Friday, March 13, 2009


There was a time when vegetables like tomatoes, cauliflowers and cabbage had no place in an orthodox Brahmin kitchen. They were known as ‘English’ vegetables, because they were brought to India by the ruling Englishmen. Today these are household names. There is no rasam made in any kitchen, including the Brahmin kitchen, without tomatoes. Not only for rasam, tomatoes are used for raita (a kind of salad based in yogurt), sambar, and even made into pickles. Green tomato pachadi is a delicacy.

These thoughts flooded my mind as I was cutting tomatoes for a salad at Raji’s place. One of those was about the day in 1942 when my father said that he would teach me how to make cutlets. I was just 15 years old, and unlike today’s children I did not know what a cutlet meant. Anyway I was really happy that my father had taken time from his various activities to teach me to prepare cutlets. He gave me a list of vegetables to be got ready – potatoes, peas, tomatoes, green chillies and ginger. Potatoes and peas were okay with my mother, but she did not allow me to bring the tomatoes into the kitchen, for tomatoes were taboo. I was provided a charcoal portable oven. Following my father’s instructions I prepared the cutlets using sooji (semolina) instead of bread crumbs, and they turned out quite well. My father had tasted the cutlet at a Saturday club dinner, and he wanted his family also to enjoy it. So he got the recipe and helped me to make it.

The tomatoes were used to make sauce to go with the cutlets. Blanch and skin the tomatoes, mash them roughly, add finely cut ginger and green chillies, a dab of sugar and salt, boil for five minutes and the sauce is ready. Later on in life, maybe I remembered this subconsciously and used to make the sauce for my children, adding not just a dab of sugar, but a spoonful, and lots of raisins. How they used to enjoy it!

The Saturday Evening Club was formed by the elite of Trivandrum Society (men only!). Every month on one Saturday, one member would host a grand dinner for the others. There were about 20 members. I vividly remember how the dinner was prepared at our place. First a chef was chosen to cook the menu given by my father. The ‘English’ vegetables played an important part in this dinner. These vegetables were bought from Spencers’s or Koder’s two prominent ‘in’ stores of Trivandrum. My first and only shopping expediton before marriage was going to Koder’s to buy a wedding present for one of my classmates. The food was prepared, not in the kitchen, but in the spacious back verandah, using three sets of bricks to make the stove, and firewood as fuel. A typical menu would be tomato kichadi (raitha), pachadi, aviyal, cauliflower vegetable, cabbage with coconut scrapings, potato roast/stew, onion sambar, rasam, appalam, a sweet, usually mysorpaku, thayir/rasa vadai, a variety of pickles, and of course payasam.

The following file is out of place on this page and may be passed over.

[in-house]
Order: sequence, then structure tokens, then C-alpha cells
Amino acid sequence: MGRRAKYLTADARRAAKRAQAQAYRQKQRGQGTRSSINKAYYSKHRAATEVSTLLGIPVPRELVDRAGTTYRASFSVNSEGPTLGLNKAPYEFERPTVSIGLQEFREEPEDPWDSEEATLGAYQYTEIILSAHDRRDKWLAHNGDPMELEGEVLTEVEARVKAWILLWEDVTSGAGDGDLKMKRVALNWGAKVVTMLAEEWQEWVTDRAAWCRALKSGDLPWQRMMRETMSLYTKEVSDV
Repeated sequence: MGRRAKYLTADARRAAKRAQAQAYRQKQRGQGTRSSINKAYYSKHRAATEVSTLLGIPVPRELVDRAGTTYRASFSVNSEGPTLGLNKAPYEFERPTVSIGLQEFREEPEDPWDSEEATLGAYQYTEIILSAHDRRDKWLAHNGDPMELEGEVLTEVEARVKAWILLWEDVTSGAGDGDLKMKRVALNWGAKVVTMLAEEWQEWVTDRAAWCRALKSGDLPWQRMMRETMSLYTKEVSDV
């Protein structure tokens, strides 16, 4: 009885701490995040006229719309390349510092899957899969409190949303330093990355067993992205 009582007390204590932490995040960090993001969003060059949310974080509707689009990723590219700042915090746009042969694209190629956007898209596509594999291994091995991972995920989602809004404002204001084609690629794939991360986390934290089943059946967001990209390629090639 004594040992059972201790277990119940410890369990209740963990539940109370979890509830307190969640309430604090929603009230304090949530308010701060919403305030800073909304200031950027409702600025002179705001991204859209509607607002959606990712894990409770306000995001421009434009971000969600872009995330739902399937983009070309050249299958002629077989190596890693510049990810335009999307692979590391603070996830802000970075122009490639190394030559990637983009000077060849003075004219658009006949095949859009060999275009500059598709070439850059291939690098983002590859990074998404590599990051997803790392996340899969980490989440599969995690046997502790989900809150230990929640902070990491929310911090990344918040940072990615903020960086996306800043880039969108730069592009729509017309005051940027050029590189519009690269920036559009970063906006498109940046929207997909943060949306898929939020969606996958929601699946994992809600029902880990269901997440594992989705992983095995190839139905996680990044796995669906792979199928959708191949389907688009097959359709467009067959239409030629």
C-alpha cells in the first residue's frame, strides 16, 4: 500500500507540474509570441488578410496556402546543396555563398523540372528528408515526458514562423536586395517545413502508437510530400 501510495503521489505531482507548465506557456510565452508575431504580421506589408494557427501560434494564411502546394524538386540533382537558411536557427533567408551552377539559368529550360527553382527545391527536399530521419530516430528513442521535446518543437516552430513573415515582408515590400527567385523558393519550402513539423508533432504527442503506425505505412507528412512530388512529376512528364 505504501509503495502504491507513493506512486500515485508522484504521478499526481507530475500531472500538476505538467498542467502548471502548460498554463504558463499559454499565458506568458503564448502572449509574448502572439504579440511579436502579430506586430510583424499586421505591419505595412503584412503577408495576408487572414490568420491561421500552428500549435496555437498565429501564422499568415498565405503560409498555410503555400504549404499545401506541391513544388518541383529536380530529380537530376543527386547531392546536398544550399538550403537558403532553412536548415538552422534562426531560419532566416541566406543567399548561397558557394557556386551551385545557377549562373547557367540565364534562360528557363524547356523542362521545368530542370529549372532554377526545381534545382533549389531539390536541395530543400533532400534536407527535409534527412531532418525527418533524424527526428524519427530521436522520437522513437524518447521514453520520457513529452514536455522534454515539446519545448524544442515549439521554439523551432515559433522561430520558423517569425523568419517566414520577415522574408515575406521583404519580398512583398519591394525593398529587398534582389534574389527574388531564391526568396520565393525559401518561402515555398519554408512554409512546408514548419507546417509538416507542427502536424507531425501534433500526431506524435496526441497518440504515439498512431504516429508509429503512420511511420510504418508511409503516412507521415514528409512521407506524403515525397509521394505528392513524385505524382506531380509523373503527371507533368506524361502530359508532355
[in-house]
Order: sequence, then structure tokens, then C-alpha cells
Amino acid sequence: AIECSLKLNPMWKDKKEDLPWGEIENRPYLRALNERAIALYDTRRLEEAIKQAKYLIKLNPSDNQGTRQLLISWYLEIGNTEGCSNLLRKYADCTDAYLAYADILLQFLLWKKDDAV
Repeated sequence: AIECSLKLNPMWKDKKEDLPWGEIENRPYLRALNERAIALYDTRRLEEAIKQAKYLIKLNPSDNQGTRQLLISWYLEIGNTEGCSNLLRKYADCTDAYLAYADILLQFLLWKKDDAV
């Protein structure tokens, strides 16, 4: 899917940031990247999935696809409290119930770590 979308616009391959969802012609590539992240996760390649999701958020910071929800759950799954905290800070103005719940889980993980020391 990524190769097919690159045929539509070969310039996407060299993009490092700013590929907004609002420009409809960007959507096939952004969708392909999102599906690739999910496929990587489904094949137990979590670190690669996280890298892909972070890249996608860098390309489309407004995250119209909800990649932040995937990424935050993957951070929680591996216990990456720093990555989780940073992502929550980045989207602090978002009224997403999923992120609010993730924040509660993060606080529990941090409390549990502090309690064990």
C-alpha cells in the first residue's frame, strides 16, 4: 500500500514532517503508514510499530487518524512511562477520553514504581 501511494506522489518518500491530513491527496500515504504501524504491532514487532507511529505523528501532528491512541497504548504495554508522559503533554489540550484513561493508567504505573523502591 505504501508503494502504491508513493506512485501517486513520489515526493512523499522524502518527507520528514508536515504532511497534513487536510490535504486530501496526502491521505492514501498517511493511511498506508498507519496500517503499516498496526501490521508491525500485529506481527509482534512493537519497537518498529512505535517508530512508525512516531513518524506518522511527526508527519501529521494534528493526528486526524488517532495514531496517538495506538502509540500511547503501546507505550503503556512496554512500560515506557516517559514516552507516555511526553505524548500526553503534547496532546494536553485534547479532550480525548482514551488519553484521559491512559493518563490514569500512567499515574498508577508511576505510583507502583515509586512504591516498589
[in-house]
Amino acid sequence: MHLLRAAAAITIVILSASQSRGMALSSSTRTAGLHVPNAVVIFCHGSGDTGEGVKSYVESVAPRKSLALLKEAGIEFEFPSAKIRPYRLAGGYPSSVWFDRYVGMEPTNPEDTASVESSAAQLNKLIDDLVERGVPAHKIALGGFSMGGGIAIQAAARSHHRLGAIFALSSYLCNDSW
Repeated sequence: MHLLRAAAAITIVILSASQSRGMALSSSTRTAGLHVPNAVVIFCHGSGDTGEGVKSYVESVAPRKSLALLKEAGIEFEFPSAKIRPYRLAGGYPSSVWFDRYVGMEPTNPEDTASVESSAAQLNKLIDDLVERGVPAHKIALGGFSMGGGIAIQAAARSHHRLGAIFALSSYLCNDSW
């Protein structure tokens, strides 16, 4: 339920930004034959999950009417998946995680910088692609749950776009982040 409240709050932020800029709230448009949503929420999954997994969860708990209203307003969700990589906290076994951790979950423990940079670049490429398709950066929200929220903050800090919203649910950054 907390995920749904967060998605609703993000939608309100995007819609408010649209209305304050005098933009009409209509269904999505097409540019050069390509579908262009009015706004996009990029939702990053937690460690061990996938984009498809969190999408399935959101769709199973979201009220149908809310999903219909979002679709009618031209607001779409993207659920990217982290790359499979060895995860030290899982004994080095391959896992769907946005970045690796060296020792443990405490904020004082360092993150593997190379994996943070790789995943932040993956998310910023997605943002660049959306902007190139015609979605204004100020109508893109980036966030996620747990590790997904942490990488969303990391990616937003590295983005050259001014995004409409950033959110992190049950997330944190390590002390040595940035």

The food was served on plantain leaves, and the guests sat on the floor in front of them to enjoy the meal. We youngsters enjoyed every moment of the day, taking part in most of the activities. The main attraction was the pal payasam(milk and rice pudding), which was almost pink in colour, and next the rasa vadai and the thayir vadai and mysorepaku, and of course the rare dishes made with English vegetabes.

The potato is considered an everyday item today, but in my childhood days, it was considered a rare delicacy. A feast with potato poriyal was summed up as A class. Potato stew pushed back every other dish, and the potato roast was the last word at any feast.

For drinks it was bonji, or lemon juice. Fridges were unheard of. Mud pots were cleaned and filled with water the previous day itself. And to serve the bonji in, silver tumblers were taken out, polished and readied.

I believe even pumpkin was a foreign vegetable, introduced to India by the Portugese, who were called Parangi by us Indians. The pumpkin is known in Thamizh as parangikkai. Like the pumpkin was Indianised in course of time, tomatoes and cauliflower have also become household names.

There was a time when we used to get only seasonal fruits and vegetables. Cauliflower, cabbage, radish are all winter vegetables. As for the Indian vegetables, there are different kinds – lady’s finger in May-June, snake gourd and bitter gourd in August - September, cluster beans in July and brinjals in February, to mention a few.

Now vegetables have no seasons or months – they are available all round the year. When lady’s finger, flat beans and cluster beans were in season, I used to make 'vathal' (pieces parboiled in salt and sun-dried), to be used in off season times. Punjabi women used to sun-dry cauliflower heads and preserve them for the summer days.

One last line. The fruit seller’s cry still echoes in my ears – Bambai ka kela, Allahabad ka guava, Kashmiri sev, Benares ka aam, Hyderabadi angur. (Bananas from Bombay, pears from Allahabad, apples from Kashmir, mangoes from Benares, grapes from Hyderabad) Those days have become bygone days. I miss that Delhi…..